Standing in front of reporters and flanked by a huddle of agency heads with little to do but look solemn, Gov. Nikki Haley unveiled her 2013-14 executive state budget Thursday morning in the lobby of the State House.
Although Haley released her budget well within a state deadline, the 170-member General Assembly likely will thumb its collective nose again at another budget law, if past practice is any indicator.
Under Title 11, Chapter 11 of S.C. Code of Laws, within five days of the Legislature receiving the governor’s budget, the House Ways and Means and Senate Finance committees are required to hold joint public hearings to discuss it. In theory, it’s a process meant to encourage transparency and civic participation.
In practice, the hearings haven’t occurred in living memory, as the House and Senate control every aspect of the budget-writing process, with the governor’s only real input coming after the fact in the form of her veto pen.
On Thursday, Haley was asked her thoughts about the two chambers having ignored for so long the joint-hearings law (Section 11-11-90) that open-government advocates say would both give her budget more authority and allow for more transparency in government.
Haley didn’t exactly rush to defend the law.
“I think that’s between the House and the Senate to deal with,” she said in response to a reporter’s question. “I think they need to look at the laws. I think they need to see if they’re in compliance.”
“But look,” Haley continued, “we work so hard. I will tell you, when we finished and this budget passed last year, my staff didn’t even get two weeks break before they started working on this (year’s budget).
“I wish people understood how much time and thought goes into putting this in, because what I don’t want is this to be thrown in the trash can. What I will tell you is these are very real numbers that matter to us.”
But Haley’s and past governors’ budgets haven’t gotten full attention in part, observers say, because the Legislature has ignored the joint-hearings law for decades. And now, state Sens. Vincent Sheheen, D-Kershaw; Larry Martin, R-Pickens; and Shane Massey, R-Edgefield, have filed a government-restructuring bill (S. 22) that includes language to strike the law from the books entirely.
Advocates for transparency in state government contend that by dodging the issue, Haley is missing a trick.
“It seems to me the least we could do to provide oversight and transparency in our budgeting process is enforce the laws on the books, laws that would help the governor, in this case,” said Dana Beach, executive director of the Coastal Conservation League. “I think, unfortunately, it’s a broader problem, that laws on the books are routinely ignored. Essentially, the attitude of the ignoring entity, in this case the Legislature, is ‘I dare you to sue us.’”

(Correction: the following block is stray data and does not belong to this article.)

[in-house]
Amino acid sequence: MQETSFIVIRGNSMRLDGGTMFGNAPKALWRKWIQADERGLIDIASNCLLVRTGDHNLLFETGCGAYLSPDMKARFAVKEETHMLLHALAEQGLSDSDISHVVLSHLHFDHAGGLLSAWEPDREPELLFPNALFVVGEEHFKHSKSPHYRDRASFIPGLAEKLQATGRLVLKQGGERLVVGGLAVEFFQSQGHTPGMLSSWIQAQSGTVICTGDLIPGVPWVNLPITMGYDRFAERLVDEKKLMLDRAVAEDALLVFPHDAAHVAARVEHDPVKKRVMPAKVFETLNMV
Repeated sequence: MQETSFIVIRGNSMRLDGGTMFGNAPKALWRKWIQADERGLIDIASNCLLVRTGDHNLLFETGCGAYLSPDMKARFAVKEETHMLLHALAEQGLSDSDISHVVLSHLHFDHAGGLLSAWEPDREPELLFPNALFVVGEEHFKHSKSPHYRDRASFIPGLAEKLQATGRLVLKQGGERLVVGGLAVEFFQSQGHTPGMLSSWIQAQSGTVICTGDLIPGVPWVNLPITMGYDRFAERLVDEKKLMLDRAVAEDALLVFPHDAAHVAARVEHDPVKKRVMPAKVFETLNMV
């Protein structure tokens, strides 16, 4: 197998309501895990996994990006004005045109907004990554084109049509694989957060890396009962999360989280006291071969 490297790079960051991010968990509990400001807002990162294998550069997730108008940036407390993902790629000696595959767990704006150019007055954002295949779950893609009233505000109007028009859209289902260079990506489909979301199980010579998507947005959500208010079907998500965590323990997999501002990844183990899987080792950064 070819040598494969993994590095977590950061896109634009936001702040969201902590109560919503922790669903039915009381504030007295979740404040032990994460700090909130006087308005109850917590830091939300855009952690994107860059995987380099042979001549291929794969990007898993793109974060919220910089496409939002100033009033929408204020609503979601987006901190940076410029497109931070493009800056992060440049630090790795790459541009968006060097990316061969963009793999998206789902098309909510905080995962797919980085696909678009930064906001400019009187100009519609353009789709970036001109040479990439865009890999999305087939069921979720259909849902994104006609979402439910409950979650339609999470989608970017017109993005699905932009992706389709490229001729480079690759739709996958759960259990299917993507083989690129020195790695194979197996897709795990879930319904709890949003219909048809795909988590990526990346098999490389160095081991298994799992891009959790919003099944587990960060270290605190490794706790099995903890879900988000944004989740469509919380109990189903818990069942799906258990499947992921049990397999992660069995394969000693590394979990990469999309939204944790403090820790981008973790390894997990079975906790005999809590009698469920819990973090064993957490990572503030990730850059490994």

“When the public has to take legal action to achieve even the most basic level of legal compliance, it’s a bad sign,’ Beach continued. “And then for senators to say, ‘We’ve failed to comply with the law over the last decade, so we decided we want to change the law to comply with our behavior rather than the other way around,’ there’s an arrogance there that’s unsettling.”
That the House and Senate have ignored state law in the budget-writing process doesn’t surprise Talbert Black, coordinator of South Carolina Campaign for Liberty.
“What surprises me is that they’ve finally taken enough notice of it to want to kill it,” he said.
“The statute on the books is extremely important because it gives a method for whole budget process to be open to anyone who wants to come in and testify.” Black said. “The way that it’s segmented now through all the various subcommittees, the only people who end up going into the subcommittee hearings to testify are those who want the money.”
“The way it (the joint-hearings law) is written, anyone who wants to come in and testify has to be allowed to,” Black continued. “The way it is practiced now, the only place you’re allowed to testify is in subcommittee hearings. Even when it goes to full committee, you can go in and watch the proceedings, but you can’t testify. Then, of course, before the Senate or House, nobody can testify, either.”
Charleston School of Law constitutional law professor John Simpkins – who also is serving as the legal expert for the governor’s committee on ethics reform that met last week – said the proposed legislation to delete the joint-hearings law strikes him as an effort by lawmakers to make legal what has been common practice.
“I think (the legislation) recognizes the reality of the fact that really, appropriation measures were for all intents and purposes to take place in the Legislature,” Simpkins said. “While the governor has to present a budget, that budget is taken as a starting point and as a practical matter doesn’t represent what will come out in the final analysis.”
Simpkins added, though, “I think the executive office should have greater input into the budget process and a greater role in spending decisions just like the federal government has.”
Harry Kibler, founder of RINO Hunt, believes that the Senate wants to legislate itself into legal compliance by deleting the joint-hearings law.
“I don’t know why it’s so hard to get our legislators to follow the law, which in this case is a dadgum good law that’s supposed to give the public input on the state budget,” he said. “Why won’t or why hasn’t anyone enforced it up ‘til now?”
“I’m a grown man and I can deal with reality,” Kibler continued, “but I’m sick and tired of the disingenuousness and outright lies from our legislators that we’re a transparent state. How transparent can you be when you have existing law not followed; then when people find out, instead of becoming transparent, you try to change the law to prevent it?”
Reach Aiken at (803) 200-8809 or email@example.com